3) The internet is here to stay: At least that’s what I know…. so what do I know? For the better or for the worse… I’m glad you have all your channels open. You allow comments on all your blogs and you open up your workflow and share you love for photography.
    4) You have an excellent presence with your photography and blog: You write well, and you have an amazing skill set and talent. Sure, it’s not to everyone’s taste, didn’t Van Gogh and DaVinci all have critics of their work in their day!
    5) The only love you need is from your family and friends: Need I really say anymore?
    6) You have one of the best work flows I have seen: Both in color and B&W, which includes all your artistic sensitivities and post production work flow. My wife definitely agrees and she’s not an artistic but the toughest critic I know on Earth. While I’m labelled as a “trained, educated artist who make a wonderful living in the Digital Age” with a two year old son and another soon on the way. Life sure has its irritating moments, but treasure and don’t lose sight of real gems in life.

    All the best, Po!

    • Thanks for the support, Po – it seems this post has brought a lot of happy readers out of the woodwork – and for that, I’m truly grateful.

      I have all the channels open because I want to learn from my readers too – the negative comments that have solid reasoning show me where to improve, and I welcome those, too. But at some point, I may not be able to reply every post, comment and email…there are now getting to be hundreds a day, which take hours to reply…

      • You’re doing a great job replying what you spoke out with with feeling and spontaneity! Of course I don’t even need you to reply, but thank you that you did.
        More importantly it’s about your attitude and temperament that’s helps you not lose your mind and show positive feeling. Like all the work you have shown up to now. I (We) just expect you to keep going and be positive who frequent your site and keep quiet most of the time. Perhaps we should be the ones speaking up more often. Most thing positive are in those unseen or unheard!

        • You (all of you?) don’t have to, but yes, if you like something, please say so (at least then I know what I should be writing more of in future) and share it with your friends. Thanks!

  15. I am one of the many people who just love your work, how you write and take photographs. There are much more people like me out there than those who comment and send you the mails you mentioned. What i like to say is, that it is very subjective, 1000 people watch your blog, like it and never write anything and 10 will critizise you in that bad manner.

    When i am posting at flickr sometimes there is rarely a comment or a fave, the most people just looking at them, like i can see in the statistics and that’s what i’m happy about. In the first line i took the photos just for my pleasure and i love the whole process taking them. In your case you also have to please your clients, but what i see is, that it is working.

    If you don’t mind i copied point number 6 “Equipment is nothing but a tool” to my notes. Sometimes i forget that, like many do ;-)

    So keep posting on!

    • Thanks for the support, Daniel. And yes, the supporters far outweigh the haters – it’s just that those with the unfriendly and angry voices are always the loudest, because they belong to personalities that demand to be heard.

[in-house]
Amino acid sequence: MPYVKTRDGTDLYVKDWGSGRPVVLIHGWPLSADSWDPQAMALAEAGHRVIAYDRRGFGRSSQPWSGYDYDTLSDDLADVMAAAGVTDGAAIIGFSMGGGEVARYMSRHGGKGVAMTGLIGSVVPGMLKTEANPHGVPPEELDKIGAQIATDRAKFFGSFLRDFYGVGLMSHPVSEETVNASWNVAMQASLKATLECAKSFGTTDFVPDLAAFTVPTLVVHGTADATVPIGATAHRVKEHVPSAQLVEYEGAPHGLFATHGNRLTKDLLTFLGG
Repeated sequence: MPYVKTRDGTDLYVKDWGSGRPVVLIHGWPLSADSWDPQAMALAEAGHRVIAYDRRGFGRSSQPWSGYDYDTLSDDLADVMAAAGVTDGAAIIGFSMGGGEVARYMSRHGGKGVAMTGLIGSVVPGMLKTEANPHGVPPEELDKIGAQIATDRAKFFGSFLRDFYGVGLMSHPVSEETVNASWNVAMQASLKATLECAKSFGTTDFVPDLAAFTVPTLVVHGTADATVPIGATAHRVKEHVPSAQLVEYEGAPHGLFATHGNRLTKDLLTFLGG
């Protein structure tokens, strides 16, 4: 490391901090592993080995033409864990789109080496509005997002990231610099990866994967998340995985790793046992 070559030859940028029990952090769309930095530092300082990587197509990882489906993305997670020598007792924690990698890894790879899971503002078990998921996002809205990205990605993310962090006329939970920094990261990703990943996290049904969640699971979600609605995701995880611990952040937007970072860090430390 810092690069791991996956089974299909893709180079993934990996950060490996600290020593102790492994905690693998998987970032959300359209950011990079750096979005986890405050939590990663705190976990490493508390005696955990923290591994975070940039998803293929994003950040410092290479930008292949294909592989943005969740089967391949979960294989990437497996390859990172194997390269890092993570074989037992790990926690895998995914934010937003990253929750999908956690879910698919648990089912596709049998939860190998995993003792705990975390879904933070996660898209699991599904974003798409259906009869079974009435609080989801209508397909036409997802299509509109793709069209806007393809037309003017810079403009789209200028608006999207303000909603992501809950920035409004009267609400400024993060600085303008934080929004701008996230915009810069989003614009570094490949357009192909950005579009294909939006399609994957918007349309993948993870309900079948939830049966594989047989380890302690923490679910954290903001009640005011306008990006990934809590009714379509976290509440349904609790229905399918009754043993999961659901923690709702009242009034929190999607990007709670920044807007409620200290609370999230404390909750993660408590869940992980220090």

Not all clients are easily pleased, but hey – it’s a learning process.

      I’m guilty of forgetting #6 myself sometimes too. Just sold a bunch of gear I no longer use…it’d been sitting around for far too long.

  16. What a lovely rant. Refreshing. Thanks!

  17. Hmmn – looks like I’M going to be a critic of sorts this time in that, whilst I agree with everything you have said, you can not and will not change any of these things, or be able to prevent them from occurring in future. They are obvious, self-evident, have always existed and will always exist (explaining “methodology” and “intent” is useless – “hater still be gonna hate”). They will not go away and are the necessary “price of admission” for performing any task in a public sphere.

    It’s not that you shouldn’t find this frustrating and be able to vent, but it could be seen as being a little churlish to join the Army and then complain about all the people shooting at you !! Please allow this minor complaint to help mitigate the complaints you are making about the various complainers … better to be doing something you enjoy (“having a voice”) for a large audience (with the concomitant “haters”), than to be doing nothing, with no complaints, but no people who admire you as well. Think of it as an annoying form of flattery. This is important as the “trolling” or dissent, or whatever, won’t cease – whereas your output will if you take it personally rather than accepting it to be the nature of things and entirely beyond your control.

    • Oh absolutely. I welcome well reasoned counterpoints or critiques – that’s the way we all learn – but I don’t think there’s any value in fanboyism or blind brand loyalty.

      Perhaps I am complaining a little, but I’m also stating a point: I do things my way because it makes sense to my end purpose. This may or may not be applicable to the reader, so they’re free to take it as they wish. But personal attacks are just petty and uncivilized.

      Don’t worry, so long as I still have the inspiration, I’ll always continue to produce whatever I want to produce, regardless of the haters :)

  18. michael says:

    “Finally, my site is about photography, not equipment.” And great photography, at that. I come here to see the pictures and appreciate your perspective on technique and equipment. It’s like a super-bonus that you would take the time to share. There are a lot of negative people out there, and people who really like to argue. The internet seems disproportionately filled with them because it’s easier to be a jerk when you’re anonymous. Don’t let ‘em get you down. :-)